The rivals scrambling to succeed Schulz

Martin Schulz, so long a fixture in European Union politics, is finally leaving the European Parliament, where he has been president for almost five years. First elected in 1994, Schulz’s time patrolling the Parliament’s cavernous chambers has seen MEPs gain more power and influence, even as the European project has endured its greatest crises since its creation six decades ago. While he now positions himself as the centre-left’s standard bearer in Germany and challenger to Chancellor Angela Merkel, the focus in Brussels passes to Schulz’s would-be successors, and the intricate political calculations needed to restack the EU’s house of cards.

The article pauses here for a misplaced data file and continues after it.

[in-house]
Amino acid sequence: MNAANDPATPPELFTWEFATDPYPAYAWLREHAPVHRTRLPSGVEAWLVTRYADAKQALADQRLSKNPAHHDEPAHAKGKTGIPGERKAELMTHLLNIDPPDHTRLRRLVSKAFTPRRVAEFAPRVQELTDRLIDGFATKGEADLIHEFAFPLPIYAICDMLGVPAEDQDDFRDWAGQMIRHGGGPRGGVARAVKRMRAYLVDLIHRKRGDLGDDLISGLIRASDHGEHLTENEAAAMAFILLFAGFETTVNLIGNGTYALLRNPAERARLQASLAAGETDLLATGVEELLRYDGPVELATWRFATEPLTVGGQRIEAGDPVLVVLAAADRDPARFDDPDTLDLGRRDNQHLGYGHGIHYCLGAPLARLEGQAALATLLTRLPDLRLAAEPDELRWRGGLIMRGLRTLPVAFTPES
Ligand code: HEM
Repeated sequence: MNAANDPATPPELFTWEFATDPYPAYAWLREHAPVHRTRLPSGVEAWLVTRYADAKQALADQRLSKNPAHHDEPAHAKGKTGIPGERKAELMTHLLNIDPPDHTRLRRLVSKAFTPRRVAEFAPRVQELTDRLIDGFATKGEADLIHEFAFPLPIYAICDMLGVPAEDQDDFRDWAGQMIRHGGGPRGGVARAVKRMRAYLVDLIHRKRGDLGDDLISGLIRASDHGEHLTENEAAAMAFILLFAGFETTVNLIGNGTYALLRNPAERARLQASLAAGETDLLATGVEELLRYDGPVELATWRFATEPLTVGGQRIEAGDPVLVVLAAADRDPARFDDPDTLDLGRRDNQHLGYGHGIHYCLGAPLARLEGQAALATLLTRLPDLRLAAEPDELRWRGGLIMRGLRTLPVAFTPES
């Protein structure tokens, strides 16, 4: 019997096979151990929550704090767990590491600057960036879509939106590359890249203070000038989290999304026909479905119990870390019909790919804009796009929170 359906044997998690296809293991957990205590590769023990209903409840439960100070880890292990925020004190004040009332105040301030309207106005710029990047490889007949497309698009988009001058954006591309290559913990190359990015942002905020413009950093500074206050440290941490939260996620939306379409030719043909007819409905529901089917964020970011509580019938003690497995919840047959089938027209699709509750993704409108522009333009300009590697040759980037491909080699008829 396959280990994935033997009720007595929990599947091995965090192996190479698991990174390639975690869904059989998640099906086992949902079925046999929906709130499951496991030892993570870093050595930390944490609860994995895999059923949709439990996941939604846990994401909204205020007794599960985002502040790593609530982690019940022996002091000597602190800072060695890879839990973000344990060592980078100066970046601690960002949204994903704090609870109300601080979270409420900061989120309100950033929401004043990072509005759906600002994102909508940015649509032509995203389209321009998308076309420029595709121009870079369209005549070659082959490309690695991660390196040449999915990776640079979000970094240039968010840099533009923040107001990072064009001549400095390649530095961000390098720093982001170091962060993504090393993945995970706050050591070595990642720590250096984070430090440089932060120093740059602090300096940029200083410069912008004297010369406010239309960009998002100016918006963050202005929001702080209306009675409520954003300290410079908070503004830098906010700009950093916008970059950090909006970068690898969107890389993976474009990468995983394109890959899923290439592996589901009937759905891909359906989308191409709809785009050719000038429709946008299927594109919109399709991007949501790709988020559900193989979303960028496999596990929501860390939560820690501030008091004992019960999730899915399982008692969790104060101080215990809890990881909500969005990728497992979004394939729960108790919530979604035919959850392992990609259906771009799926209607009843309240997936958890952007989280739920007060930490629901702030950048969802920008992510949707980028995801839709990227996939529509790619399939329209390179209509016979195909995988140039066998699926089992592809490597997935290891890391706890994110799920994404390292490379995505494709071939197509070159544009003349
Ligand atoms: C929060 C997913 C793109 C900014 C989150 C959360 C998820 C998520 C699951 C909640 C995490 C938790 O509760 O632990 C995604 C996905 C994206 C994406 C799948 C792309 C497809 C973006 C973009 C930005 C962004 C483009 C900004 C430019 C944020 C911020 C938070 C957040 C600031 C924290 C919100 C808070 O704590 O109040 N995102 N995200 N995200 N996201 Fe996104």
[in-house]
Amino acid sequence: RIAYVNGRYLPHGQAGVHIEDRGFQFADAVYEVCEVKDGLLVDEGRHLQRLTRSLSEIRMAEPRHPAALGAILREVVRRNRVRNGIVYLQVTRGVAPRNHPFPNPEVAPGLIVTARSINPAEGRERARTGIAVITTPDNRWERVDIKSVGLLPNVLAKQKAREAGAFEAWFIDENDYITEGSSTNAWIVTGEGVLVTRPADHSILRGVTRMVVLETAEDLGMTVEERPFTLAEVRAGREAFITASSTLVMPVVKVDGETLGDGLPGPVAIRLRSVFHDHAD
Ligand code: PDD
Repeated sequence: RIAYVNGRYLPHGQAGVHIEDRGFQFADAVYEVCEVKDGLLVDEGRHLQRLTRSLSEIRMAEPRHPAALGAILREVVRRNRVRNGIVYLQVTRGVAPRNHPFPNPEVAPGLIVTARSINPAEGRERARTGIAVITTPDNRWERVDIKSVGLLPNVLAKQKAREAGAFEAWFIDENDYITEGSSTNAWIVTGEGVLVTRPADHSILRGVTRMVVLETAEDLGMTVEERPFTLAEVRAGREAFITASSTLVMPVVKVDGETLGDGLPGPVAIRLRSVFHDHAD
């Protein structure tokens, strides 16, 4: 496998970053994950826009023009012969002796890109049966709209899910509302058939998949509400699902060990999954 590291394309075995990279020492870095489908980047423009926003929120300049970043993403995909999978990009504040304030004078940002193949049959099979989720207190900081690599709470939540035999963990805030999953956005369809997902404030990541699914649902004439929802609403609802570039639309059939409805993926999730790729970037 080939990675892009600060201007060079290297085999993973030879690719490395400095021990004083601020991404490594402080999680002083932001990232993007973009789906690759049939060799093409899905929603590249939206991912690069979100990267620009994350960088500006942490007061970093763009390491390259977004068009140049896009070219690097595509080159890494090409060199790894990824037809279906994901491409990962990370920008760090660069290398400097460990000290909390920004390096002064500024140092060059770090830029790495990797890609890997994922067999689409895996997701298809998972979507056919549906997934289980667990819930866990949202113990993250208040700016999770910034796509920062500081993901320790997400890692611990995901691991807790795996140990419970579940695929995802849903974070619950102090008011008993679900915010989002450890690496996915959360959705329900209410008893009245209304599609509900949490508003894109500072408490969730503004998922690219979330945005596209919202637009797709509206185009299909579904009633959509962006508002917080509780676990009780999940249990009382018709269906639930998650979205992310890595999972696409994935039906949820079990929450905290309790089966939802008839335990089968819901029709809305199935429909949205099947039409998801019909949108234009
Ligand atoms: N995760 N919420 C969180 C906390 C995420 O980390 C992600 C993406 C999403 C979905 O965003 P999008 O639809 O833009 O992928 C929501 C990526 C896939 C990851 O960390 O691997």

The race for the presidency could be one of the most open in recent years, as all the main political groups vie to push their candidates for the January 17 ballot. From Germany’s Manfred Weber and Ireland’s Mairead McGuinness on the centre right to liberal lion Guy Verhofstadt and Italian socialist Gianni Pittella, there is no shortage of high profile MEPs who could follow Schulz.

Nor can we assume a backroom deal, like previous years. Under power-sharing arrangements, the presidency of the Parliament was supposed to switch between the major party groups every two-and-a-half years, but this has been honoured more in the breach. Schulz, who stayed president for five years, was even manoeuvring to stay for an unprecedented third term. Before him, the parliament’s biggest political group, the centre-right European People’s Party (EPP), had presidents in two consecutive terms, with Germany’s Hans-Gert Pöttering and then Poland’s Jerzy Buzek.